Toledo’s J.D. Weatherspoon, right, has played his way into a starting forward position for the Rockets this season.
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Five players who averaged eight points or more in their most recent college basketball season will be in uniform today when the University of Toledo opens its 99th season of men’s basketball.
In other words, Tod Kowalczyk’s fourth team at Toledo should have little trouble filling the hoop in this season of outsized expectations.
Can the Rockets make stops at the other end? That question came to the forefront after Sunday’s breezy defensive showing in an overtime exhibition win over Division II Hillsdale.
No one has ever accused Kowalczyk’s teams at Toledo of playing suffocating defense. Mid-American Conference rankings show mediocre marks over the past three seasons — no better than fifth in field goal percentage, no better than eighth in points allowed.
Armed with a deeper bench than any of his previous teams, Kowalczyk said Friday, on the eve of the opener, “My tolerance for defensive mistakes should be and will be a lot less this year.”
NAIA member Northwestern Ohio will be Toledo’s first opponent in a season that which the Rockets have been looking forward to since Kowalczyk’s arrival. Game time is 7 p.m. Kowalczyk on Friday dropped two pieces of news. J.D. Weatherspoon outperformed two-year starter Matt Smith at practice the past two weeks and will start at power forward. Also, Angel Aparicio, who tore the ACL in his knee this summer, will play this season. Kowalczyk said he hopes to see the Spaniard make his Toledo debut around the new year.
Aparicio will give the Rockets 12 abled bodies, enough to both spell a tired defender and punish those unwilling to commit to the defensive end. Smith and Aubrey Williams didn’t play much in the second half of Sunday’s exhibition after they couldn’t figure out how to stay in front of Hillsdale’s Tim Dezelski (29 points, eight 3-pointers).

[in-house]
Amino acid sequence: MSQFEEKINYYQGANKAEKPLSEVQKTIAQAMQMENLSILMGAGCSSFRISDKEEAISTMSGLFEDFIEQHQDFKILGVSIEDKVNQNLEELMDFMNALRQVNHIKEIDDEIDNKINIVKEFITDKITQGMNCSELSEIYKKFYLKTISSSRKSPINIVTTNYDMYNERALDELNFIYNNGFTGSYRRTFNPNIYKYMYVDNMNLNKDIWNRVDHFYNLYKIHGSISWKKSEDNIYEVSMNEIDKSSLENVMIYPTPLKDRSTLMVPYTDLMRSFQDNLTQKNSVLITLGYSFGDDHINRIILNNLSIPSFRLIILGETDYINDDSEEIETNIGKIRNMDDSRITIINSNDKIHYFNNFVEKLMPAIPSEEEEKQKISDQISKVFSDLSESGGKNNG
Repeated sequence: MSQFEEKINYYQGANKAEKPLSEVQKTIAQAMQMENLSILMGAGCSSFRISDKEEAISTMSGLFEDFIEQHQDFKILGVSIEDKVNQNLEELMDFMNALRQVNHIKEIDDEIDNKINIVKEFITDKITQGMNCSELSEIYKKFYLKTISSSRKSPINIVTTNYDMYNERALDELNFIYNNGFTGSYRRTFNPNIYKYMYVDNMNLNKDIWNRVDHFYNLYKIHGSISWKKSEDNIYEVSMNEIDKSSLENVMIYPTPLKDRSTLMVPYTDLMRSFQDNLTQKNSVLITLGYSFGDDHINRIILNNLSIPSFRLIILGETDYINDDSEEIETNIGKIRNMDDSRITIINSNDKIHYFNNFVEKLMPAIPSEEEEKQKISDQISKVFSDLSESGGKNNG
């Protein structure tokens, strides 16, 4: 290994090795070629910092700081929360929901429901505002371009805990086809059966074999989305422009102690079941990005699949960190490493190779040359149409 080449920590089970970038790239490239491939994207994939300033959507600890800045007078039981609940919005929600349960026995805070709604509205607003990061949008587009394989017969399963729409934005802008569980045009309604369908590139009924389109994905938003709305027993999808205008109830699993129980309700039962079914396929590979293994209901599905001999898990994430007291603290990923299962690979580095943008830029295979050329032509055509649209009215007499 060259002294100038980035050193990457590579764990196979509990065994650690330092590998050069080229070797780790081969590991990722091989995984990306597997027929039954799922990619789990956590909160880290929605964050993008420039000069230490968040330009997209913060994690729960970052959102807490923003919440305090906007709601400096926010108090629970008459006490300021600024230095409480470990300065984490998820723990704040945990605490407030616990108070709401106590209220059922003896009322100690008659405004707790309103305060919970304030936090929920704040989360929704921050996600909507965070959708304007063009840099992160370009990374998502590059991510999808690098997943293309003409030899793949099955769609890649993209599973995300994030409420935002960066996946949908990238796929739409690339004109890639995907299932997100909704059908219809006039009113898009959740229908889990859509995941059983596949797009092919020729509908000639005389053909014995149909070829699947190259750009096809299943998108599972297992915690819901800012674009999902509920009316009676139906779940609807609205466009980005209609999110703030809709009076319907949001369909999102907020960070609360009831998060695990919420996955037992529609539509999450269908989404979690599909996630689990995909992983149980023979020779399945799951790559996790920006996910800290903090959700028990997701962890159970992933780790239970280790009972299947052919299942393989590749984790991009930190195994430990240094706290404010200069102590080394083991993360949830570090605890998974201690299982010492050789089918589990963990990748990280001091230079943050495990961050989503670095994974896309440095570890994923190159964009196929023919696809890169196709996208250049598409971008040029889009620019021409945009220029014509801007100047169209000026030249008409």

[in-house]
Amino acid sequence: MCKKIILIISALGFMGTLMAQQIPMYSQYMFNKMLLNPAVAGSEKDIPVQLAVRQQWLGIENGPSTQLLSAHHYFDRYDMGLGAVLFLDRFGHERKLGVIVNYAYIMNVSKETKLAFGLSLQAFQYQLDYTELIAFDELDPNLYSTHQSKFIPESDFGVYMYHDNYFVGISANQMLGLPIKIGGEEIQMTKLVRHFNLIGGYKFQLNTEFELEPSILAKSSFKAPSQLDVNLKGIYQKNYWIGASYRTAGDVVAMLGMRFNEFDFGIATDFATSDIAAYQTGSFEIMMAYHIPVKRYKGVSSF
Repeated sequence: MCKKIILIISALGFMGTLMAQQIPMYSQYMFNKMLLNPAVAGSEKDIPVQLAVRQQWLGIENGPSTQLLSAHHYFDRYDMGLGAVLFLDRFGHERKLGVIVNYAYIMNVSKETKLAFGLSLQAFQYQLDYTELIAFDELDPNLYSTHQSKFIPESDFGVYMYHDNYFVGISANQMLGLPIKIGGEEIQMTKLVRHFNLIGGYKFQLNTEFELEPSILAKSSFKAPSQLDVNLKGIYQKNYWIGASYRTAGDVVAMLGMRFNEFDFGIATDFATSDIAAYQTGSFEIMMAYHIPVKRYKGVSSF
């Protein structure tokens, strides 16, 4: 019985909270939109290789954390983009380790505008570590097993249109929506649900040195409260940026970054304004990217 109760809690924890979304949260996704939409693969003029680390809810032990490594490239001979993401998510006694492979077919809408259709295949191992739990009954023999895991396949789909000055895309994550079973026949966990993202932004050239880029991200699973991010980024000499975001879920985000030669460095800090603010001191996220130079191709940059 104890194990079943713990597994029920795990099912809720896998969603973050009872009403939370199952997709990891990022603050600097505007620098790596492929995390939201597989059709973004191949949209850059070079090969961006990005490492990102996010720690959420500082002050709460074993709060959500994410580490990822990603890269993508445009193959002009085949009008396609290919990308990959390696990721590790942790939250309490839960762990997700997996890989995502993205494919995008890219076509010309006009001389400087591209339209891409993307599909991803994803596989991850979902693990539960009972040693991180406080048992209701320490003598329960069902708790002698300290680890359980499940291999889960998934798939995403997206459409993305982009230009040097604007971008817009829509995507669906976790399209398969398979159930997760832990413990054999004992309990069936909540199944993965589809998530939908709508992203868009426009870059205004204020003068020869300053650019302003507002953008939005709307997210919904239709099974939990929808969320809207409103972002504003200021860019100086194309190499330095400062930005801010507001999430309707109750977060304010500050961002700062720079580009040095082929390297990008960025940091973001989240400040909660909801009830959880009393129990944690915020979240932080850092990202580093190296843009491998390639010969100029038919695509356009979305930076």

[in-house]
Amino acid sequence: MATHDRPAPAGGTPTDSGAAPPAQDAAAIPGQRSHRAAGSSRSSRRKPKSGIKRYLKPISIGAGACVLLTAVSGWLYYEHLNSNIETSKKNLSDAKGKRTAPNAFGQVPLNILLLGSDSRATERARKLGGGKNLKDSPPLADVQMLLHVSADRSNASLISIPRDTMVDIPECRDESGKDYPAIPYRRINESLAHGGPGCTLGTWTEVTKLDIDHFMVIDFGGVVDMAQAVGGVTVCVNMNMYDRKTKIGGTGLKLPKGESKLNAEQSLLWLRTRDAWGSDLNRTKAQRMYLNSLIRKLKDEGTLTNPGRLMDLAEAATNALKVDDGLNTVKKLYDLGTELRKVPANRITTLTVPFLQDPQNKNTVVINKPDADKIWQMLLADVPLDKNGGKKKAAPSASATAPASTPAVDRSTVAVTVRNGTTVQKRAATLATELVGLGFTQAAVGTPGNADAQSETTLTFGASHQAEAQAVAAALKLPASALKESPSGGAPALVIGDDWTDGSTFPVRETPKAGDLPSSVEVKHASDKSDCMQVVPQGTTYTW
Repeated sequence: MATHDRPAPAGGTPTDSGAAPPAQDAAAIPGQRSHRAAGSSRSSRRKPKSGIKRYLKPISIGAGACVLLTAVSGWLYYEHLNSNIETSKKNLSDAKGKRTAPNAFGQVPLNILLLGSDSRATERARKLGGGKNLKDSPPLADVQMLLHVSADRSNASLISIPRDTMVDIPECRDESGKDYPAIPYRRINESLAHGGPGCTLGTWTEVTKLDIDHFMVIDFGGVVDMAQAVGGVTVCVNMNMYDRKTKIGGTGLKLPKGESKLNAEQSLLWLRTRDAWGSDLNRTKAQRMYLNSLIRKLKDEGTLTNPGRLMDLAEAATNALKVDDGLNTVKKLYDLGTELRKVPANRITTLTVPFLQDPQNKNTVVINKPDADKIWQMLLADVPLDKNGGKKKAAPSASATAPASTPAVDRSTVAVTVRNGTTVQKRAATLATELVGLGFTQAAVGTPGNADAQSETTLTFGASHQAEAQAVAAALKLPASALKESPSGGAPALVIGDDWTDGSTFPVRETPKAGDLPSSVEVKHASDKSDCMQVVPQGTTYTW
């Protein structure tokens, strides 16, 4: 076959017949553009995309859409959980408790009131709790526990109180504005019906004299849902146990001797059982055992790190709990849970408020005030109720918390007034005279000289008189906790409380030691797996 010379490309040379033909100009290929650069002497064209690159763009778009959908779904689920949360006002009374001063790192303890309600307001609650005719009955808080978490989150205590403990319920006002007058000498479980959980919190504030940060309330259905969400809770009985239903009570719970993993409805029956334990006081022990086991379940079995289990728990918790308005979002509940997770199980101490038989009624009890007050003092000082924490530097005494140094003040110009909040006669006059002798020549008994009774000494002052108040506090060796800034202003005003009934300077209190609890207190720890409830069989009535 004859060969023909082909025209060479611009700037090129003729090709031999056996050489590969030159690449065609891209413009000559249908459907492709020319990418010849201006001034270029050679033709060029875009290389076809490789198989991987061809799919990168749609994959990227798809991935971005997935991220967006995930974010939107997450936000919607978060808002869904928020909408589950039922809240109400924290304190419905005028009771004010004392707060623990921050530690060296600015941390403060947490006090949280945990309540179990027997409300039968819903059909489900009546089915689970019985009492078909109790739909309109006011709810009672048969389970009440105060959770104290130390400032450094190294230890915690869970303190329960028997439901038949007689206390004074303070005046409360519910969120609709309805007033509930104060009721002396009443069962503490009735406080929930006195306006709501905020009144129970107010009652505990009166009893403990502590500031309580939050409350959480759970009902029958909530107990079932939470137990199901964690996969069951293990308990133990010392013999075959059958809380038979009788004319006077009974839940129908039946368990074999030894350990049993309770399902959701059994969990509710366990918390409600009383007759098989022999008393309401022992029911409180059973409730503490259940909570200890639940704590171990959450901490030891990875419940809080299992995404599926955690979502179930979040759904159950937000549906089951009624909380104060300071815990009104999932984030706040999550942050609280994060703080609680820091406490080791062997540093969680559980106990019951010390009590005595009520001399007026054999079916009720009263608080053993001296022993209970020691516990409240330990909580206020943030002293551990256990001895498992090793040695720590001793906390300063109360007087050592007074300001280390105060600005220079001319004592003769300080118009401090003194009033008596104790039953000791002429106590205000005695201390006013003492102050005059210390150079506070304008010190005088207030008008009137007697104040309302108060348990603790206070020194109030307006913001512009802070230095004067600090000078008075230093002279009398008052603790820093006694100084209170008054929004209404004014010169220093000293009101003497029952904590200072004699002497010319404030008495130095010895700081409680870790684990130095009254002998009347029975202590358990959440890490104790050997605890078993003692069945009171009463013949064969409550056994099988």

“We need more sense of urgency on the defensive end and to take pride in our defense,” said Rian Pearson, who succeeded at the end of the game denying Dezelski quality touches. “We don’t seem to take pride in our defense if someone scores on us.”
Kowalczyk is sensing a shift in that philsophy, believing some players are now “thinking the game defensively and not offensively.” Pearson is one of them, he said, as is center Nathan Boothe. Point guard Julius Brown is adapting, and his back up, defensive specialist Josh Lemons, is already there.
Asked if freshman forward Jordan Lauf is a good defender, Kowalczyk paused and said the Napoleon product is a “capable” defender. The implication is Lauf has strides to make but the talent to make them. Same goes for shooting guard Justin Drummond.
“When you have a team that has seven new guys there’s always a growth process,” Kowalczyk said. “Offensively, I think we’re probably a little further along than I thought we’d be. Defensively, we’re probably a little further behind than I thought we’d be.”
A year ago en route to finishing tied for first in the Mid-American Conference West division, the Rockets allowed the 10th most points in the league at 68.2. Those numbers were slightly better — seventh, 67.4 — in conference-only games. Denying dribble penetration was the biggest issue, Kowalczyk said.
“When we get tired we need to bring more energy instead of letting plays go and letting communication go,” Pearson said.
Contact Ryan Autullo at: email@example.com, 419-724-6160 or on Twitter @AutulloBlade.
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